Alright so thanks for taking the time out to do this interview, can you give us a brief introduction to who you are, what your history is in the graffiti game and what crew do you rep?
Sup up everyone, I write Grab, reppin FDC crew based out of South Florida, Miami Area. I’ve been writing for about 20 years now. I was first influenced by the New York graffiti scene growing up there as a kid, I got around with a tag my boy gave me and a bad throwie for the first year or 2 but didn’t really start painting letters till I moved to Florida and met writers down here.
Do you make your fulltime living from graffiti? How did you land your first gig doing mural work?
Yes, I make a living off my artwork. Aside from selling pieces and commissioned walls, I run an art company called Funky Paint that provides art work services, mostly commercial murals but also residential and other things like live paintings and workshops for events. I remember my first paid mural many years ago, it was for an auto body shop, my dad’s friend hired me, I did ok with the letters but struggled painting a car using only rustoleum at the time, it came out pretty bad, but the guy was Happy with it.
I love the Graffiti TV spot you did on YouTube, how did this go down? Do you get asked to do a lot of videos like this and have you ever thought of doing your own YouTube channel?
Thanks, yeah I’m real happy with how that video came out, props to the videographer he killed it! I’ll take credit for picking the song though.. the graffiti piece was aiight, I feel I coulda done better. I just got a message from Spray Daily one day asking if I would be interested in doing a feature for their GraffTV channel, and I thought it was a cool opportunity, I’ve seen some good writers with dope videos on there. Yeah, I’ve done a few videos with videographers, but that Spray Daily Video is my favorite. I also like the one on Bombing Science. If I don’t think the project is going to come out dope, I much rather not get filmed. I had a YouTube channel a while back but didn’t have time to edit and post videos anymore.. now I’m busy helping with my daughter’s YouTube channel about making slime n shit.
In your opinion what separates a commercially successful artist and an unsuccessful artist? How does one bridge the gap from doing this as a hobby and trying to pursue a career?
I think what makes you a “commercially successful” artist, is happiness. Everyone’s ideal salary is different, who am I to tell you you’re not successful if you’re happy doing what you love. If you’ve achieved happiness living off your art that’s successful to me. There’s many ways to pursue a career as an artist now in days. Endless ways to make money off art, I recommend you do your research and see what type gigs you can see yourself doing for years and try to master that craft.
I see you like to do a lot of characters in your walls, what inspires you to put them into your work, for example I really like the Ninja Scroll piece you did. Were you a big anime fan growing up? Is it easier to market yourself when you can do both letters and characters?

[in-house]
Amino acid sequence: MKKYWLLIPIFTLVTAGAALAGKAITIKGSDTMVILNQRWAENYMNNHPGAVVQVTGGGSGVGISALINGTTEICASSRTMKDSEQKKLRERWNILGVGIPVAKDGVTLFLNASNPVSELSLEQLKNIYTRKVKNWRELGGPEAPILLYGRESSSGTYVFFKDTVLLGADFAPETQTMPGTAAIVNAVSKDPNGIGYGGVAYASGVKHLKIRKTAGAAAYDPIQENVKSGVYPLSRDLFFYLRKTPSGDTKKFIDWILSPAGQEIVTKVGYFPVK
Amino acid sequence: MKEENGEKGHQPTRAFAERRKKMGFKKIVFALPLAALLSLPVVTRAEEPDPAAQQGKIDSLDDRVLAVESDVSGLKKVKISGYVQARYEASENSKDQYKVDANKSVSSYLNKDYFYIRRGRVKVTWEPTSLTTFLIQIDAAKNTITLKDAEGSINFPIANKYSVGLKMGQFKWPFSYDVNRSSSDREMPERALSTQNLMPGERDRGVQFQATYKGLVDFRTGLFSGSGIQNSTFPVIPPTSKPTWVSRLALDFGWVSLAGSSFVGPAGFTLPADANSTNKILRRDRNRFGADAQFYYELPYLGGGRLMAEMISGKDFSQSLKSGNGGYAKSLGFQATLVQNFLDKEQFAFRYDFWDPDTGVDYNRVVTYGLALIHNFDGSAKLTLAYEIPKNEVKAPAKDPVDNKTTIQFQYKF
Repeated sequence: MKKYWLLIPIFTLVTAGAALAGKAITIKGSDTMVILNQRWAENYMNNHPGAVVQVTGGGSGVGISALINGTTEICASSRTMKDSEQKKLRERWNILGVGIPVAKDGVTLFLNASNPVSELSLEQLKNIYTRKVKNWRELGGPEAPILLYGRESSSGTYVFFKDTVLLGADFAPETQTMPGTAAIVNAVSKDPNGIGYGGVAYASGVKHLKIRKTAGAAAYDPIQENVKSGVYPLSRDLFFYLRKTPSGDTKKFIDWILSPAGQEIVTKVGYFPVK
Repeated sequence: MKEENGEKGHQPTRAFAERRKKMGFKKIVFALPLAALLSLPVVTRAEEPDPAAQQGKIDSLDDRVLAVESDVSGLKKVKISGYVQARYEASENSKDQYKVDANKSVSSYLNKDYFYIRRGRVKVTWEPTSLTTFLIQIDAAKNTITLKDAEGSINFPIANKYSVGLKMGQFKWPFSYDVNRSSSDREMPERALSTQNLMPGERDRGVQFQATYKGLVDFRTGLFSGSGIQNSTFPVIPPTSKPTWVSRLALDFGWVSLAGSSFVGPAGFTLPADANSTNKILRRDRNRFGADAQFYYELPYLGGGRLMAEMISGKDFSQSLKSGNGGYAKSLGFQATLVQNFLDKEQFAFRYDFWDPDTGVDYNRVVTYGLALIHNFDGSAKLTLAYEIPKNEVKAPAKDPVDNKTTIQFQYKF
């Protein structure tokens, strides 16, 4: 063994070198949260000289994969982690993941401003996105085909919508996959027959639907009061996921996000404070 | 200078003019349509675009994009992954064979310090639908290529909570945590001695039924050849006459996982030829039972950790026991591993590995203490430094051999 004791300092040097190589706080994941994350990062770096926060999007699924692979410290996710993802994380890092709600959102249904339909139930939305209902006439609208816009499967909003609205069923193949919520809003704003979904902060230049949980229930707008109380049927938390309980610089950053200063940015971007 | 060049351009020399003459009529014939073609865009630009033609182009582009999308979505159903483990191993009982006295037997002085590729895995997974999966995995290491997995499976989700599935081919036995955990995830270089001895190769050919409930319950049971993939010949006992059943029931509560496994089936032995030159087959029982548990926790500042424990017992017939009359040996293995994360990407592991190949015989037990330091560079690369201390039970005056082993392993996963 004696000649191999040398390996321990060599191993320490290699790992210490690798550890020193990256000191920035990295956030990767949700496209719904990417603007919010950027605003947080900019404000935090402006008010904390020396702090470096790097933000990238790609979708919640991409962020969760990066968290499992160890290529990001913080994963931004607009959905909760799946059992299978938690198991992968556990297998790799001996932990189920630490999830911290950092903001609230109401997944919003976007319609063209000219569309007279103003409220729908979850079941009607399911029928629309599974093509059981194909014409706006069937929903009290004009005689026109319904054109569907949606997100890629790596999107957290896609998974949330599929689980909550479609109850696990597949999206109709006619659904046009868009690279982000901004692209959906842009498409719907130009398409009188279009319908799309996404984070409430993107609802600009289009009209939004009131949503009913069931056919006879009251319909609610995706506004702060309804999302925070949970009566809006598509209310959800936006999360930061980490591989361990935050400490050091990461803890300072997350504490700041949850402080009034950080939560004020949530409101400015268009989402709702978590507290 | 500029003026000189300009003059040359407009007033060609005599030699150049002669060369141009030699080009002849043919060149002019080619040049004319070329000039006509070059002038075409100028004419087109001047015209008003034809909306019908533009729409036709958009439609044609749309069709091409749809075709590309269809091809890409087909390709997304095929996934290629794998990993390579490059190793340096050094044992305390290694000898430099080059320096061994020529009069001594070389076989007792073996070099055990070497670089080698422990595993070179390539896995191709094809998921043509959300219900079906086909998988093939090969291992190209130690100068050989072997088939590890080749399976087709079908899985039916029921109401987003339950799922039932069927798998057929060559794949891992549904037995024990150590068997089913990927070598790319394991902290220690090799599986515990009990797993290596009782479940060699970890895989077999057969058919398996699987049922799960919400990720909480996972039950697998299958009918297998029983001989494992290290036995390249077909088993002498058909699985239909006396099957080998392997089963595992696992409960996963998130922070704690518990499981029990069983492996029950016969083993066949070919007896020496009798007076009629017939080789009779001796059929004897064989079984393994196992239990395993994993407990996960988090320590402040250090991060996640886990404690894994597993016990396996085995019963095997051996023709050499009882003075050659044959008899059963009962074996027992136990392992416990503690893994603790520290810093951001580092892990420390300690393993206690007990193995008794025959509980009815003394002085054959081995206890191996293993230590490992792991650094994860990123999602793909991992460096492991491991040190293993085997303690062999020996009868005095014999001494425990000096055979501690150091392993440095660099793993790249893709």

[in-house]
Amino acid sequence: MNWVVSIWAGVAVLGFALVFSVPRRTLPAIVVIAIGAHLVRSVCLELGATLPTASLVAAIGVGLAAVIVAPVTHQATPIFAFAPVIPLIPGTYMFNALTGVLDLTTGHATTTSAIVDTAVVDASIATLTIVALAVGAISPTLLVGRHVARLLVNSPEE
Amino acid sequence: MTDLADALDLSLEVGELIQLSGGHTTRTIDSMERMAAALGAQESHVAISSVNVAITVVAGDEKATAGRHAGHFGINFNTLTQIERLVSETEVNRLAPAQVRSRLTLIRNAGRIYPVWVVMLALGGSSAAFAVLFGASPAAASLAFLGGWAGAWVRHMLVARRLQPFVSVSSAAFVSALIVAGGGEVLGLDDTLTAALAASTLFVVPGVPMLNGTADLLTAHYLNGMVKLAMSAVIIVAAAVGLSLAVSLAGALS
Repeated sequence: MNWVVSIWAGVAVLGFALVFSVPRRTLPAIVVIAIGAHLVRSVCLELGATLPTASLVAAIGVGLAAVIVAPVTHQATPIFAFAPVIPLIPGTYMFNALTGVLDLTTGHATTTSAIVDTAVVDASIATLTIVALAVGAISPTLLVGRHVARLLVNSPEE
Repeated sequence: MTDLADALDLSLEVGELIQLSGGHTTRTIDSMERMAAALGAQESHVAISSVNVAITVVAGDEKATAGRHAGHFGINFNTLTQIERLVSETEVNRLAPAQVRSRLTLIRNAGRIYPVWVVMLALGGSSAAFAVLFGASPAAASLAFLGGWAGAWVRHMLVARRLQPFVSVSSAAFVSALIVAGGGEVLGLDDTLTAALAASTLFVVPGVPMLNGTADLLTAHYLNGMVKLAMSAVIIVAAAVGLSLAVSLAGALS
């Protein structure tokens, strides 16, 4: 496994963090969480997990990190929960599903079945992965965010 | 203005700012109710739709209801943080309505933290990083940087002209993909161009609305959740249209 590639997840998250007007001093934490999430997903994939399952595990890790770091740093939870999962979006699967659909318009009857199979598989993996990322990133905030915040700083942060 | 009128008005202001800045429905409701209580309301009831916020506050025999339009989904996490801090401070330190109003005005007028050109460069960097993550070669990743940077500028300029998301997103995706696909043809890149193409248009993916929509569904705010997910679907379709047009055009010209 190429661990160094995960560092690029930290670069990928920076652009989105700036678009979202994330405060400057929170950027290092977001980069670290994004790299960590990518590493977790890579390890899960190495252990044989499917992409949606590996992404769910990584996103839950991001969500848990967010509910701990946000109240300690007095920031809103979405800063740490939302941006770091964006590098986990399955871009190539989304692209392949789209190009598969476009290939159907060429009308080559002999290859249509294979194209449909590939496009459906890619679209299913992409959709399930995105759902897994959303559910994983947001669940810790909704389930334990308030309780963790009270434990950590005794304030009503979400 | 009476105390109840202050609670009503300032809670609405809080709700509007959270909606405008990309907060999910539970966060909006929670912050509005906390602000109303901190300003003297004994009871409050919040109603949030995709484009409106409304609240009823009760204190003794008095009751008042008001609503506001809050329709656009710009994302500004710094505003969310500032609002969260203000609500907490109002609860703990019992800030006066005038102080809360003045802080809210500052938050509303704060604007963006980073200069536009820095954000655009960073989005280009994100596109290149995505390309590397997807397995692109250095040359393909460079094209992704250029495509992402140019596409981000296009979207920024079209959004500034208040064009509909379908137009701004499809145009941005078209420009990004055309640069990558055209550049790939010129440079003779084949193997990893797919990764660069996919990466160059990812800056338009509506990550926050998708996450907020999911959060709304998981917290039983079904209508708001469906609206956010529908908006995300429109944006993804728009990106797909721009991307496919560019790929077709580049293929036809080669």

Yes, I love doing tributes to cartoons or movies that inspired me. Especially Anime, and comic book characters. I guess it’s easier to market yourself if you can execute different levels of graffiti art.
What kind of music do you listen to when you paint? Also I liked the dance video that you have a clip of on you instagram, I’m curious how did you get involved in Paranoid music? How important is music to what you do daily?
I listen to all sorts of music when I paint, hip hop, funk, breaks, reggae.. depends what and who I’m painting with too. When I’m painting my retro futuristic shit, by myself I listen to a lot of that synth music that matches the art. Music is so important to my work.. you can ask around, they’ll tell you, I always bring a speaker to paint. I like to DJ the paint sessions.
When you were coming up who were your biggest inspirations? Who were the guys that inspired you to get into graffiti and what keeps you coming back now?
To name some writers that influenced me throughout my years, I would start with the early NY train writers in the 80’s like Skeme, Seen, Doze, Mare, Dondi. In 90’s -2000’s Dash, Can2, Bates, Totem2, Ces, Yes2, Siner. Then Getting into my graffiti development Till now I am most influenced by my crew FDC.
Any crazy travel stories you can share? Where all have you been in the world and where do you currently reside?
I do travel around quite a bit, it’s great painting different cities and countries, different cultures. I’ve bounced around the US leaving my mark in New York, Boston, Atlanta, Denver, I go to California and Puerto Rico at every year, and had cool Euro paint trip this summer when I was invited to paint at Roskilde festival. But The country I’ve visited the most is my home county of Brazil, I can tell you a few good stories from painting there.. one time I was painting a trackside in the favela, and I witnessed a man get stomped on the tracks by a gang of kids with sticks and rocks.. when I asked my friend why, he said It was because that man was robbing from the houses in the neighborhood and raping women in their favela, where the cops don’t help much and so sometimes neighborhood kids gotta serve their own justice. That was a scary real part of the lifestyle. But it’s also a special feeling every time I paint In Brazil, my roots, seeing the humble streets I came from, inspires me to take it further.
Any shout outs you would like to give? where can people follow you?
Big shout out to my fam FDC, WST, 2DX homies, BGSK bboy squad. Everyone in the scene worldwide who show me love, and those who also put in work for the culture. Peace -G
You can follow Grab FDC on Instagram.
Interview by Wesley Edwards